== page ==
So what is the big picture background here? Religious myths have long sought to explain things in nature. How the world started, how we started, how lightening works, what stars are for, and so on. One by one, these explanations fallen for more rigorous and more useful descriptions via the scientific method. Religion falls back to try to fill in another gap with each new advance. Specifically, if we look at the Bible, we see much there that is contradictory to what we have learned via the scientific method. Leviticus, Chapter 11 states that insects have 4 legs. Simple observation suffices to falsify this. Most famously, science contradicts the literal story of Genesis 1. In the New Testament, we have the story of Jesus in Mark 9 confusing devils with a classic case of epilepsy. We certainly don’t know everything about the cosmos, but the use of evidence, experimentation, and reason has brought us quite a long way and there seems to be no reason why application of the scientific method will not lead to resolving other mysteries. So, based on the inherent difficulty of detecting multiple universes and the difficulty of explaining why universal constants are the way they are, D’Souza has taken his last refuge here.
The most basic problem with that is, of course, that simply not being able to explain something yet, does not necessarily lead to the conclusion of a god. In fact, if one wants to define this god as a personal ultimately good being who cares about us, a little critical thinking makes this god vanish in a poof of logic. Consider the problem of theodicy, as discussed at EbonMusings. This type of a god is totally incompatible with the type of world we see in which there is and has always been unfairly distributed justice and far too much random evil, suffering, and misery. It is not clear how useful any other type of God would really be to us, but that alone does not rule out some Ultimate Designer behind the universal constants. I would bet that D’Souza thinks it is the Christian god however.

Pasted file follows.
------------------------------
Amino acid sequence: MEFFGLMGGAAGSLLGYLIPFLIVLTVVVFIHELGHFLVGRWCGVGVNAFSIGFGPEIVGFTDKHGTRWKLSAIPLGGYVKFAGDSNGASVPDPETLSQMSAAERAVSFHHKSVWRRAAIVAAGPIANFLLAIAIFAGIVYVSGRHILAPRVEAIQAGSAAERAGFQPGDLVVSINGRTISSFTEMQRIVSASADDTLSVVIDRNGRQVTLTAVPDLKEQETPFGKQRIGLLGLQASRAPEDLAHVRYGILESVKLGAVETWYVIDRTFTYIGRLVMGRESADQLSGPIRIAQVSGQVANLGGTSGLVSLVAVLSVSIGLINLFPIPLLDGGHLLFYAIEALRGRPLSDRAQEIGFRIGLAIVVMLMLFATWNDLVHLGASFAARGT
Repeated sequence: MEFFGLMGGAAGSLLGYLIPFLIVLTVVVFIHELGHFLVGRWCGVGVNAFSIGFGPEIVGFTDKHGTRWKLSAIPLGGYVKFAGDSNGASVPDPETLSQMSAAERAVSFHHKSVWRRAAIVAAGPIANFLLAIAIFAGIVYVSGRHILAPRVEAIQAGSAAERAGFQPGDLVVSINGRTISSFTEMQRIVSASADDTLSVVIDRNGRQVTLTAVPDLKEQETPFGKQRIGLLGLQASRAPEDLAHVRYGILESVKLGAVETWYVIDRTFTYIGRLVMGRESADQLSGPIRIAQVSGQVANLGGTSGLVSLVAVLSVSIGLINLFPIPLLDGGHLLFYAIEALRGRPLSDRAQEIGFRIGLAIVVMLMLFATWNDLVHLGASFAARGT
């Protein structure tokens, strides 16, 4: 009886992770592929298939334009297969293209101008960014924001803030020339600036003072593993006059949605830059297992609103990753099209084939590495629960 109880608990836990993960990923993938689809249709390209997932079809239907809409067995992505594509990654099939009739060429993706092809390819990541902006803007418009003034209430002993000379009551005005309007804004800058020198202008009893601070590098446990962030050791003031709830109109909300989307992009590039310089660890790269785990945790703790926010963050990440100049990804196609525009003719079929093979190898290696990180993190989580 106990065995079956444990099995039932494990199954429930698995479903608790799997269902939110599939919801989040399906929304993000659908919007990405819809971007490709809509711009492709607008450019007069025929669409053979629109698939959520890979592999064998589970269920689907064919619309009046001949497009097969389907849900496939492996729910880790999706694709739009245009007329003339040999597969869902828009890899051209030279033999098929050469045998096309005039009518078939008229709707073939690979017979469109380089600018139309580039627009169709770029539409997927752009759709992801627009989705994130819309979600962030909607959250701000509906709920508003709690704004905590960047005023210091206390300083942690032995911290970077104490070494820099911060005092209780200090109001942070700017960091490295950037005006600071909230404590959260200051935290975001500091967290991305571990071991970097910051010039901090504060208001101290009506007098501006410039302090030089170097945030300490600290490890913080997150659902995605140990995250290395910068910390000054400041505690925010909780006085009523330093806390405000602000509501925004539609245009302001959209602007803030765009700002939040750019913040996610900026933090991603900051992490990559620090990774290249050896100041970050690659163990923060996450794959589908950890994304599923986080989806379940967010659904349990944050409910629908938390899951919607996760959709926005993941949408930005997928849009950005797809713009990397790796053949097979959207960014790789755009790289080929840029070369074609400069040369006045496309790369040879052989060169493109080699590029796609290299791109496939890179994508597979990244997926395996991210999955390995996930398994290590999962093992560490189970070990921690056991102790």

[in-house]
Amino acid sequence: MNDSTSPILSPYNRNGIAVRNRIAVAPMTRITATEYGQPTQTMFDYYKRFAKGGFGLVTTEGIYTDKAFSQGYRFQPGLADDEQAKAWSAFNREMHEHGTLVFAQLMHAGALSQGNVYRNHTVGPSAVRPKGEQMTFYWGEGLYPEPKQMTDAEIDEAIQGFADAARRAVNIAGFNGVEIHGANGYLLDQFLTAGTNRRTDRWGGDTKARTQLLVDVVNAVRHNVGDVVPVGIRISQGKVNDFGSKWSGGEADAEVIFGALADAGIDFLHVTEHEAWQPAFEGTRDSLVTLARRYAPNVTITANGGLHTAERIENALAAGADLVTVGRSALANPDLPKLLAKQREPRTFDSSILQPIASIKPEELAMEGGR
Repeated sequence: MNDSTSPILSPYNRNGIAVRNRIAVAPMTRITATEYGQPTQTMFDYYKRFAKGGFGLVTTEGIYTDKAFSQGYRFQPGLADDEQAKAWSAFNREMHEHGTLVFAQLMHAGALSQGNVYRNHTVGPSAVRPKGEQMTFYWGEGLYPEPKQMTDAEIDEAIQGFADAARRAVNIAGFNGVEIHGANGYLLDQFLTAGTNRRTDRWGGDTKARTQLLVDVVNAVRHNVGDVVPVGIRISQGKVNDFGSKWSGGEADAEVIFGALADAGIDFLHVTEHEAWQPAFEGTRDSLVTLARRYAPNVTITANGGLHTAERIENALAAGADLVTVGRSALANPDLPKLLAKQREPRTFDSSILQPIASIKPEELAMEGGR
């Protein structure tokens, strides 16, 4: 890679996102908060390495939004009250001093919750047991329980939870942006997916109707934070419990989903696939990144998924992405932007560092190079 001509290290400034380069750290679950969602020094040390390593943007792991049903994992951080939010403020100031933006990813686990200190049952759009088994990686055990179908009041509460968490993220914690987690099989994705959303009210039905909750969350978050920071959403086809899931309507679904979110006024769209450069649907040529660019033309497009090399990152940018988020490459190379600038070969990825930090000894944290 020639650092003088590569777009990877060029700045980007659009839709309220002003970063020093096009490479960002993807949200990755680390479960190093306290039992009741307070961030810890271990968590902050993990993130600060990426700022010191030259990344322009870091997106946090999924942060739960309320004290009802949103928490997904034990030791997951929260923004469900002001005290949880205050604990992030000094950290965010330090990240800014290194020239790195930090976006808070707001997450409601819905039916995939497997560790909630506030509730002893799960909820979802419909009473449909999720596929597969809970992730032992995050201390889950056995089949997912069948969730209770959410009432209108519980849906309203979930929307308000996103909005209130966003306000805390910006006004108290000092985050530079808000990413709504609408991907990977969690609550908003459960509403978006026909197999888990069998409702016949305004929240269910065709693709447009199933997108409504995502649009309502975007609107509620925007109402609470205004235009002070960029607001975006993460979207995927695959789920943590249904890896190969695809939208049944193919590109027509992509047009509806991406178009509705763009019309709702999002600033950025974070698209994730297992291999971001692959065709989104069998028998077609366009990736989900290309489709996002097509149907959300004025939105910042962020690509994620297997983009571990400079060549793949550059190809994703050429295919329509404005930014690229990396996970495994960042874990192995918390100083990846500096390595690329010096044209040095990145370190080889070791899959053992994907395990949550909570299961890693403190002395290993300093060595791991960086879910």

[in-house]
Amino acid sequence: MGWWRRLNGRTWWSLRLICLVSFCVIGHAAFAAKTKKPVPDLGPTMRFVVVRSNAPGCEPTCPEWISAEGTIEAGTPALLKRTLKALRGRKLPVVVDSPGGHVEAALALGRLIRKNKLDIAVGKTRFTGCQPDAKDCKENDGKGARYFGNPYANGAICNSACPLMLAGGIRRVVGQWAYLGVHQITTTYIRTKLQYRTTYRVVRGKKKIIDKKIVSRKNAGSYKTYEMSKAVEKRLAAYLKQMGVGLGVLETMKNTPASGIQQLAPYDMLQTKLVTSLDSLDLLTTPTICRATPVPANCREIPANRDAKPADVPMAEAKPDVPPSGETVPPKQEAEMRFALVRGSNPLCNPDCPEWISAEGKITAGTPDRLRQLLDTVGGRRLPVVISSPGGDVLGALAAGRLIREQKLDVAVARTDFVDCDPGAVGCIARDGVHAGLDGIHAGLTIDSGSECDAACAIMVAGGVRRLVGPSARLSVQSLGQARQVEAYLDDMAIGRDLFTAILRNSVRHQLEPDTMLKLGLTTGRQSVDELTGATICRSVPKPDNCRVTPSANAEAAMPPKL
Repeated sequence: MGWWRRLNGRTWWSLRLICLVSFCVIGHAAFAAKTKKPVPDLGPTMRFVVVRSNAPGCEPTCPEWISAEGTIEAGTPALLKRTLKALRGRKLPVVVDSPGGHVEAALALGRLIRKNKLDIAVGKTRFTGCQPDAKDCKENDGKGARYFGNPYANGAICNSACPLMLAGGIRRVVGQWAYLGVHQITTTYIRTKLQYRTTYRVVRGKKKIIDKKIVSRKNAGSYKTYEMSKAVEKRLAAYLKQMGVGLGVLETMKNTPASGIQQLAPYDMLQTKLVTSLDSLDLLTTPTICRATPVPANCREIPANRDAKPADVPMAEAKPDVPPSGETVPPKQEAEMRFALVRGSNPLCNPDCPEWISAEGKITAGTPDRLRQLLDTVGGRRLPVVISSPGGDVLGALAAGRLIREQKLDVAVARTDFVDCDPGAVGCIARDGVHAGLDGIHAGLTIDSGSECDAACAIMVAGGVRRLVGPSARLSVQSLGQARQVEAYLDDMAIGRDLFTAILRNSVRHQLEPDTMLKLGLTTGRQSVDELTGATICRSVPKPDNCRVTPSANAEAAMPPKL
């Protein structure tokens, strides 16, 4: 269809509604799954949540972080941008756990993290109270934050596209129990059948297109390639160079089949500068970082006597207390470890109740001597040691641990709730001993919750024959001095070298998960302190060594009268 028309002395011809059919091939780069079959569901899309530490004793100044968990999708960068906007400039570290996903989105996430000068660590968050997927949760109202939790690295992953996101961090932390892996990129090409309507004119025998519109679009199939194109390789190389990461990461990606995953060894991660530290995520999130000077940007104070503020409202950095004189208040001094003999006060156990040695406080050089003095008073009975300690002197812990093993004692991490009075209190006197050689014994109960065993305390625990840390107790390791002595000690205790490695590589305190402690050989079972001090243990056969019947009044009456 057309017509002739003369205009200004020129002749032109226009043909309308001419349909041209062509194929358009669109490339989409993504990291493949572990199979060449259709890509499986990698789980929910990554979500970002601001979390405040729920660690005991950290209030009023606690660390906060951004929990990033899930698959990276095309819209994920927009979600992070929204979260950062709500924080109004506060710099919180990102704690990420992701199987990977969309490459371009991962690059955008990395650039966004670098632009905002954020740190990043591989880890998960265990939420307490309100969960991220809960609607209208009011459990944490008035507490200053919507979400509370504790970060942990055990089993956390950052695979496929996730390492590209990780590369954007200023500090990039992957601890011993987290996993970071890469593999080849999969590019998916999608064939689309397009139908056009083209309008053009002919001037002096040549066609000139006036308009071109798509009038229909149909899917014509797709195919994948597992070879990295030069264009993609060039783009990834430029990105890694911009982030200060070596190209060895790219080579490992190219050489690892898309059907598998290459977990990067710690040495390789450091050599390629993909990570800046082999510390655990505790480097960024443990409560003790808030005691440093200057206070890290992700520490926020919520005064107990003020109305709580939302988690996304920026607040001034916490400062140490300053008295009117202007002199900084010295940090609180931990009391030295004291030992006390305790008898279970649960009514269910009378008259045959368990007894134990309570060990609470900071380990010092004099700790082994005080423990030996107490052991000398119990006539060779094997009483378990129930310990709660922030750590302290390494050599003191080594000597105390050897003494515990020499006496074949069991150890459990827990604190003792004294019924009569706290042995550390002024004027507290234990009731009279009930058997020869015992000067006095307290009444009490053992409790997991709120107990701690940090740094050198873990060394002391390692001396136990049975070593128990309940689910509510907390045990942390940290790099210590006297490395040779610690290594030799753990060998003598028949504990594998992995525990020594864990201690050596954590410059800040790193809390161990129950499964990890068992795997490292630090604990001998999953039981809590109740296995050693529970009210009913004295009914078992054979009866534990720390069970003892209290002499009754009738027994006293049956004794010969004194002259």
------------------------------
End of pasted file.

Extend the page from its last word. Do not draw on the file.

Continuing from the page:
So, yes, if there is an Ultimate Universal Constants Tuner, we would hope to eventually uncover the fingerprints via the rigors of the scientific method. But, as Laplace told Napolean, we still have no need for that hypothesis. It doesn’t get us anywhere. It is simply a call to stop thinking. There could be any number of reasons the constants could be as they are. There is always the possibility that at a fundamental level they are not independent but had to be the way the are. Another point to be made is that we don’t really know for sure what a universe would look like with a different set of constants. A paper I saw a while back (can’t find the link at the moment, but I’ll keep looking) did tweak one of the constants and was able to obtain stellar evolution in the new model. We don’t really know what kind of life, if any, could evolve in one of those alternate universes. We do, as the weak anthropic principle states, happen to exist in a universe that is compatible with our existence. A universe so vast in scope, that if the whole thing was designed to bring us about, it is about the most inefficient design one could conceive. A true miracle would be our existence in a universe incompatible with our form of life.
Instead of surrendering our quest to more deeply understand the cosmos to an Ultimate Universal Constants Tuner, perhaps it would be more beneficial to continue, as we have before, to question, to probe, and to actually further our knowledge. I would also submit that to leap from ignorance of a solution to the assurance of faith, without corroborating evidence, is a display of arrogance.